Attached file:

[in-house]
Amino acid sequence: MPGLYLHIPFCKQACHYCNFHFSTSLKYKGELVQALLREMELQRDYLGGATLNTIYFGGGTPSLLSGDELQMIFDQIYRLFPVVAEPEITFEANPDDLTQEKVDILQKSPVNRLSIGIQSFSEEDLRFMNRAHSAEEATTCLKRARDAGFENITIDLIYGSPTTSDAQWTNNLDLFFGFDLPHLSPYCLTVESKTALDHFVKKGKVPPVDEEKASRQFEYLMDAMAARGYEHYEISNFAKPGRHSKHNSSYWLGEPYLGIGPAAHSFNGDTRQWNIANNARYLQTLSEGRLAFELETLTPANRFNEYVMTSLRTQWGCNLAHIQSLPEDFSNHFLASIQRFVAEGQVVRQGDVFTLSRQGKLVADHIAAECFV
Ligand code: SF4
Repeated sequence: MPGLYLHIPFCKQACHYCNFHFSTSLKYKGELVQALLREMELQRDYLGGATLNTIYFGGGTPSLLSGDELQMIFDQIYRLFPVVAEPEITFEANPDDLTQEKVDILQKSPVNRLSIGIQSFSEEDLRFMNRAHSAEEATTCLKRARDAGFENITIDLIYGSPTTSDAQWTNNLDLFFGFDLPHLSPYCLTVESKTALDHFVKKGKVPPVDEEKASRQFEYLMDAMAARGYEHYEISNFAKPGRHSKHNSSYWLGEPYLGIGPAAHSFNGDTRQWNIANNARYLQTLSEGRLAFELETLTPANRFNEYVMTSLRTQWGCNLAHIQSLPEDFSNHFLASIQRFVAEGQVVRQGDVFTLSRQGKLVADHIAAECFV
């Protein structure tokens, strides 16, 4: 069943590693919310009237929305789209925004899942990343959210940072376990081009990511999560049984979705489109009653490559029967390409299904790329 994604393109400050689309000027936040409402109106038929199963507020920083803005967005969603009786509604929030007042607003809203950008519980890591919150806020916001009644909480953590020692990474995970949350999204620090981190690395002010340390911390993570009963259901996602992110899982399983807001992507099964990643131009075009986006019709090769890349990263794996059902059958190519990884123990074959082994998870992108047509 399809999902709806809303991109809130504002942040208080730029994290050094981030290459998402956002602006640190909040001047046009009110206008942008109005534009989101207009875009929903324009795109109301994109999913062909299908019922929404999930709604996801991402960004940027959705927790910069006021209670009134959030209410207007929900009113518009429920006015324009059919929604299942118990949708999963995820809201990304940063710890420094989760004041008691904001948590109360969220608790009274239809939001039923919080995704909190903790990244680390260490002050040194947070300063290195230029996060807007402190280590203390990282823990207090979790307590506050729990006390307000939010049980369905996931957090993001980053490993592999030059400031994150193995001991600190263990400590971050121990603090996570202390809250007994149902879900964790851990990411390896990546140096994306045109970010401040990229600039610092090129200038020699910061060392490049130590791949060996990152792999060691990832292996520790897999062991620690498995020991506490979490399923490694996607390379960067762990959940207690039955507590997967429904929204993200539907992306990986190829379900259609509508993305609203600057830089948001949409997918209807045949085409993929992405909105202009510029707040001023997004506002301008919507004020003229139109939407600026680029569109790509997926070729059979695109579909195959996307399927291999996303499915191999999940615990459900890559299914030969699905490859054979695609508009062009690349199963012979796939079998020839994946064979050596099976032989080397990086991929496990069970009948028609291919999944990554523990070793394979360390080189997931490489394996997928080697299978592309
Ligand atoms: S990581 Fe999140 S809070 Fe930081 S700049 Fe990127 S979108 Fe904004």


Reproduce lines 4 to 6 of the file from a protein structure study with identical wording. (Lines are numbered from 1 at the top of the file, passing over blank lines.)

Repeated sequence: MPGLYLHIPFCKQACHYCNFHFSTSLKYKGELVQALLREMELQRDYLGGATLNTIYFGGGTPSLLSGDELQMIFDQIYRLFPVVAEPEITFEANPDDLTQEKVDILQKSPVNRLSIGIQSFSEEDLRFMNRAHSAEEATTCLKRARDAGFENITIDLIYGSPTTSDAQWTNNLDLFFGFDLPHLSPYCLTVESKTALDHFVKKGKVPPVDEEKASRQFEYLMDAMAARGYEHYEISNFAKPGRHSKHNSSYWLGEPYLGIGPAAHSFNGDTRQWNIANNARYLQTLSEGRLAFELETLTPANRFNEYVMTSLRTQWGCNLAHIQSLPEDFSNHFLASIQRFVAEGQVVRQGDVFTLSRQGKLVADHIAAECFV
């Protein structure tokens, strides 16, 4: 069943590693919310009237929305789209925004899942990343959210940072376990081009990511999560049984979705489109009653490559029967390409299904790329 994604393109400050689309000027936040409402109106038929199963507020920083803005967005969603009786509604929030007042607003809203950008519980890591919150806020916001009644909480953590020692990474995970949350999204620090981190690395002010340390911390993570009963259901996602992110899982399983807001992507099964990643131009075009986006019709090769890349990263794996059902059958190519990884123990074959082994998870992108047509 399809999902709806809303991109809130504002942040208080730029994290050094981030290459998402956002602006640190909040001047046009009110206008942008109005534009989101207009875009929903324009795109109301994109999913062909299908019922929404999930709604996801991402960004940027959705927790910069006021209670009134959030209410207007929900009113518009429920006015324009059919929604299942118990949708999963995820809201990304940063710890420094989760004041008691904001948590109360969220608790009274239809939001039923919080995704909190903790990244680390260490002050040194947070300063290195230029996060807007402190280590203390990282823990207090979790307590506050729990006390307000939010049980369905996931957090993001980053490993592999030059400031994150193995001991600190263990400590971050121990603090996570202390809250007994149902879900964790851990990411390896990546140096994306045109970010401040990229600039610092090129200038020699910061060392490049130590791949060996990152792999060691990832292996520790897999062991620690498995020991506490979490399923490694996607390379960067762990959940207690039955507590997967429904929204993200539907992306990986190829379900259609509508993305609203600057830089948001949409997918209807045949085409993929992405909105202009510029707040001023997004506002301008919507004020003229139109939407600026680029569109790509997926070729059979695109579909195959996307399927291999996303499915191999999940615990459900890559299914030969699905490859054979695609508009062009690349199963012979796939079998020839994946064979050596099976032989080397990086991929496990069970009948028609291919999944990554523990070793394979360390080189997931490489394996997928080697299978592309
Ligand atoms: S990581 Fe999140 S809070 Fe930081 S700049 Fe990127 S979108 Fe904004």